Archive | March, 2018

Upcoming Panels: Marriage and Anarchy

[cross-posted at BHL]

Two Molinari/C4SS panels are coming up at two different conferences later this week:
1. The Molinari Society will be holding its mostly-annual Pacific Symposium in conjunction with the Pacific Division of the American Philosophical Association in San Diego, March 28-April 1, 2018. Here’s the schedule info:

Molinari Society symposium:
Author Meets Critics: Gary Chartier’s Public Practice, Private Law: An Essay on Love, Marriage, and the State

G9C. Friday, 30 March 2018, 7:00-10:00 p.m. (or so), Westin San Diego Gaslamp Quarter, 910 Broadway Circle, San Diego CA, room TBA

Roderick T. Long (Auburn University)

Jennifer Lockhart (Auburn University)
Lori Watson (New Mexico State University)
Roderick T. Long (Auburn University)

Gary Chartier (La Sierra University)

2. We’ve also organised a panel at the Association of Private Enterprise Education conference in Las Vegas, April 1-4, 2018. Here’s the schedule info:

Topics in Free-Market Anarchism

4.A.6.. Wednesday, 4 April 2018, 8:00-9:15 a.m., Caesars Palace, 3570 Las Vegas Blvd S., Las Vegas NV, room TBA.

Roderick T. Long (Auburn University)

Gary Chartier (La Sierra University)
Jason Lee Byas (University of Illinois)
Nathan Goodman (George Mason University)
Roderick T. Long (Auburn University)

Nathan is also on a bunch of other panels; he’ll be speaking on “Social Capital and Social Justice: Why Liberalism is Essential” (Monday at 1:10 p.m.), “Voluntary Associations as an Alternative to State Social Welfare Provision” (Monday at 2:30 p.m.), “The Political Economy of Whistleblowers” (Tuesday at 8:00 a.m.), and “Policing, Civil Society, and External Aid: A Polycentric Perspective” (Tuesday at 2:30 p.m.).
In other news, for a brief report on the recent PPE Society meeting in New Orleans, see here.

To and Fro Upon the Earth

Last week I gave a talk on Lockean vs. Kantian takes on property rights in a state of nature at the PPE Society meeting in New Orleans. The conference had loads of libertarian academics; check out the participant list. Ann Cudd gave a keynote address criticising libertarians for being social atomists who don’t believe in any positive moral obligations; she seemed genuinely surprised that the assembled libertarians took exception to this characterisation. As a culminating irony she even offered, as a supposed critique of libertarianism, an analysis of Robinson Crusoe virtually identical to Bastiat’s.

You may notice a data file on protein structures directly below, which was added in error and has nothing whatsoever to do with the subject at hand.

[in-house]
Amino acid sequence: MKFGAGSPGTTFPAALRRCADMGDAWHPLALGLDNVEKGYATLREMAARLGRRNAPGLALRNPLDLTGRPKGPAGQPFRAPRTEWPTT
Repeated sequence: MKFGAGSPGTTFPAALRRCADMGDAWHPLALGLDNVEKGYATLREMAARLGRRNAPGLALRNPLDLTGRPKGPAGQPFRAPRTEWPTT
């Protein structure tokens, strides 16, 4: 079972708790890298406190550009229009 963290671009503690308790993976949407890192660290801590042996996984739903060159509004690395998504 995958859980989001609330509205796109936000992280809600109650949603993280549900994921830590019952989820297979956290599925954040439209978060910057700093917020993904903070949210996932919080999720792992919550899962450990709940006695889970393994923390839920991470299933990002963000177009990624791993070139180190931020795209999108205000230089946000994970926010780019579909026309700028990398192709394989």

(Incidentally, for anyone visiting New Orleans I highly recommend the shrimp and grits at Café Fleur de Lis and, as always, anything at Sukho Thai.)

Upon my return, I gave a talk on the relation between philosophical thought-experiments and fantastic fiction at the Auburn Philosophy Club’s panel on Fantasy, Fiction, and Philosophy here in Auburn.

Tomorrow I leave for gigs at the Pacific APA in San Diego and the APEE in Las Vegas; see the next post for details.

Then I’ll be coming back just in time for the Auburn Philosophy department’s conference on Practical Reasoning.

Things I Learn From TV

SUPERHERO’S FRIEND: You mustn’t ever kill anyone. You can never come back from that.

SUPERHERO: I’ve already killed someone.

SUPERHERO’S FRIEND: Oh. Well – you can totally come back from that!

Disjunction Dysfunction

Here are two facts that you’ll already know if you’re a Star Trek fan. But have you put the two together before?

1. “The Cage,” Gene Roddenberry’s original Star Trek pilot episode, featured a female first officer on the Enterprise, known only as Number One. The network, skittish about having both such a prominent female character and that demonic-looking alien named Spock, told Roddenberry he had to lose one or the other. Roddenberry chose to keep Spock and dump Number One.

2. In “Lethe,” the sixth episode of the current series Star Trek: Discovery, Sarek learns that although both his half-human son Spock and his adopted human daughter Michael Burnham (who will later be first officer on the Shenzou) have qualified for the Vulcan Expeditionary Force, the leaders of the VEF are leery of Sarek’s “experiments” rearing “not-quite-Vulcans,” and so have decided that they will accept only one, not both. They leave the choice up to Sarek, who decides to let Spock rather than Michael get the post.

I just now put these two facts together for the first time. I don’t think it’s a coincidence that twice someone is forced to choose between Spock and a female first officer, and chooses Spock. I feel pretty certain that the fictional choice in Discovery was a reference to Roddenberry’s real-life choice. I haven’t see anyone else comment on this.

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